TAIPEI: Yuan deposits at Taiwanese banks fell for the fifth consecutive month to 316.71 billion yuan (US$48.9 billion) last month, down by 0.75 percent from October, as local investors cut holdings despite its recent inclusion as a reserve currency by the IMF, the central bank said yesterday.
“Yuan deposit interest slipped further last month, as investors favored the greenback or other foreign currencies,” it said.
The adjustments came even though the IMF on Nov. 30 admitted the yuan to the special drawing rights currency basket, which was previously comprised of the US dollar, pound sterling, yen and euro.
Pundits had forecast a rise in yuan demand following the inclusion, which is to take effect in October next year and allow the market to decide its value.
However, onshore yuan softened 0.83 percent last week alone, intensifying depreciation expectations as the yuan grows market-oriented and unpredictable.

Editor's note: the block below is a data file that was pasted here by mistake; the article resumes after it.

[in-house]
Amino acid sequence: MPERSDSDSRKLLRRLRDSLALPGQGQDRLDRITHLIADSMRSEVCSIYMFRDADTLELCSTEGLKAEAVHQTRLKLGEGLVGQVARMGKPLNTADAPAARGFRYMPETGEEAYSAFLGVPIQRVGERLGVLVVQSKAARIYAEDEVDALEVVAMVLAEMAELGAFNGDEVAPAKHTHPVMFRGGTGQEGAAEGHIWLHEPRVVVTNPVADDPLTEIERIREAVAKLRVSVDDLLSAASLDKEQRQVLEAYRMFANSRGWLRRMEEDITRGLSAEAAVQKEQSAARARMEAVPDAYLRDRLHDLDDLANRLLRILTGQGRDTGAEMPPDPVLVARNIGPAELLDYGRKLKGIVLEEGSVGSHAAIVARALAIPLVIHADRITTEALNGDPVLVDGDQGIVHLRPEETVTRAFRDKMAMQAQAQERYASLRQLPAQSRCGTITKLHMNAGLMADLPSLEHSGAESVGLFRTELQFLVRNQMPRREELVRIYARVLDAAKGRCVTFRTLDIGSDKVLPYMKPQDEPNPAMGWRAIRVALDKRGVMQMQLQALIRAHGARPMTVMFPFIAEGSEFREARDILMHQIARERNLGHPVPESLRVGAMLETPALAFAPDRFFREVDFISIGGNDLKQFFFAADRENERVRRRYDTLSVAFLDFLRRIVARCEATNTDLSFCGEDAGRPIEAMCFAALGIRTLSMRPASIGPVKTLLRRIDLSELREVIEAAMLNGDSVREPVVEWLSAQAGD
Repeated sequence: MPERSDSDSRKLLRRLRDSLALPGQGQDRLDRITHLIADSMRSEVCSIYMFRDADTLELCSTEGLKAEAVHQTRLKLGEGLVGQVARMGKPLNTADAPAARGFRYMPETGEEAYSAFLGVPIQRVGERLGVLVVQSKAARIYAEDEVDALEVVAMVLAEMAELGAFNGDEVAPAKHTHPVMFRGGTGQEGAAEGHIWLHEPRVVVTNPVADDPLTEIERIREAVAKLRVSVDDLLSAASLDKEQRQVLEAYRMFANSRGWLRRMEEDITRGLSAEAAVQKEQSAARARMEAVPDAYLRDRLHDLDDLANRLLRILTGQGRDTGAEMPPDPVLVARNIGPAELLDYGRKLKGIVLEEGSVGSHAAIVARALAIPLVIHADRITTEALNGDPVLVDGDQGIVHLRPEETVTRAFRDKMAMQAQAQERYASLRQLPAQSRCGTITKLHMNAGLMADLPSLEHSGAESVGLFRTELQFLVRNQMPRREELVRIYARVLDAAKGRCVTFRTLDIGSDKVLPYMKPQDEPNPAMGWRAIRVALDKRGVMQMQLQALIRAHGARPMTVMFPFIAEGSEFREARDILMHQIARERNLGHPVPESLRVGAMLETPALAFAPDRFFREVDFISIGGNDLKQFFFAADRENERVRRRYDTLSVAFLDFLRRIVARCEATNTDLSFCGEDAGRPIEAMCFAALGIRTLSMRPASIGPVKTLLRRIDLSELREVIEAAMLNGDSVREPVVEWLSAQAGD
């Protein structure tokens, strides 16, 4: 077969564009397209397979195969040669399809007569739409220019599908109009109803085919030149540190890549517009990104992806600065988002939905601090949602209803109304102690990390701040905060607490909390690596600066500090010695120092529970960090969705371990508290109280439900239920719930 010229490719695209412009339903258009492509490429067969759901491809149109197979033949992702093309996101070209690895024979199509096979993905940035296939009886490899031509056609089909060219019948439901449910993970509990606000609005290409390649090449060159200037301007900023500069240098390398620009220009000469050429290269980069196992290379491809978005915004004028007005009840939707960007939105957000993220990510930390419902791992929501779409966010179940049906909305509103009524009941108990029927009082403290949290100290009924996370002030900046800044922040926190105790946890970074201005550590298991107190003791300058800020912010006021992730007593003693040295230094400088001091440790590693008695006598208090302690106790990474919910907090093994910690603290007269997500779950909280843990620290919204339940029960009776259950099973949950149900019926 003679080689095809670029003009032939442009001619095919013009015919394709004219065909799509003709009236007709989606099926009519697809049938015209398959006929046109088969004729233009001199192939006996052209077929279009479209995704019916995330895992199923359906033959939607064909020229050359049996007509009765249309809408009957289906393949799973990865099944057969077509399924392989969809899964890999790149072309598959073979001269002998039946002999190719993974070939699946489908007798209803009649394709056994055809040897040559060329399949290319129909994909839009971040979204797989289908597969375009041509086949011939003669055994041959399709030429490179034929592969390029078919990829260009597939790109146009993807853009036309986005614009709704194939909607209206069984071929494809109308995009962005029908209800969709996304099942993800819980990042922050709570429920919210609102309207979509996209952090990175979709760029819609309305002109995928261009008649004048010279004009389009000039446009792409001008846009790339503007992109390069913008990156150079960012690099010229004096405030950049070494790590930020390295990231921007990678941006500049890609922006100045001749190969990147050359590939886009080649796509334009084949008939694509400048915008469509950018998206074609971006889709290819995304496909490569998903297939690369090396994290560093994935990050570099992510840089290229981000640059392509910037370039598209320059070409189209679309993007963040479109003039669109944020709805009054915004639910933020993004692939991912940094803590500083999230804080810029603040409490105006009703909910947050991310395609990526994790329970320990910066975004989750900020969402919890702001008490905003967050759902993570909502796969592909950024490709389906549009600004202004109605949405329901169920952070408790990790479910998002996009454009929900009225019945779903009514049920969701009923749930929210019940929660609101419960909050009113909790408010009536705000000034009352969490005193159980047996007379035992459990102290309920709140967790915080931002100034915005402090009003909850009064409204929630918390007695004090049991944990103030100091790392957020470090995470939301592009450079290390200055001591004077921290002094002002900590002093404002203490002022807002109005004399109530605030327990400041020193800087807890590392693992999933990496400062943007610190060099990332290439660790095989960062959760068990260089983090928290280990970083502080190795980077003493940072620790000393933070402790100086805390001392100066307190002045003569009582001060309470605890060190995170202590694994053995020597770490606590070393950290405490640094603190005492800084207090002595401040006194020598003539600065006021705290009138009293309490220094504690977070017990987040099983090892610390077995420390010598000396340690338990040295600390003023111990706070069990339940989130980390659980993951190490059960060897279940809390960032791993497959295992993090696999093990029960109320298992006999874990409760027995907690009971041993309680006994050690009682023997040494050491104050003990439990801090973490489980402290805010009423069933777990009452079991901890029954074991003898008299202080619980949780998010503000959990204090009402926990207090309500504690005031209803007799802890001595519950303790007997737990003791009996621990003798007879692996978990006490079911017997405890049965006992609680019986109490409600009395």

Yuan deposits dropped 0.3 percent to 271.19 billion yuan at domestic banking units and slid 3.35 percent to 45.53 billion yuan at offshore banking units, as retail and corporate customers both shared the weak sentiment, the central bank said.
Expectations of interest rate hikes by the US Federal Reserve this week helped drive funds to the US dollar and weighed on the yuan, the central bank said.
Numerous institutes have projected the yuan would gain against its US counterpart in the medium and long-term, but would weaken in the short run.
As of last month, the yuan shed all its gains against the New Taiwan dollar recorded in the past year, the central bank said, warning against potential foreign exchange losses going forward.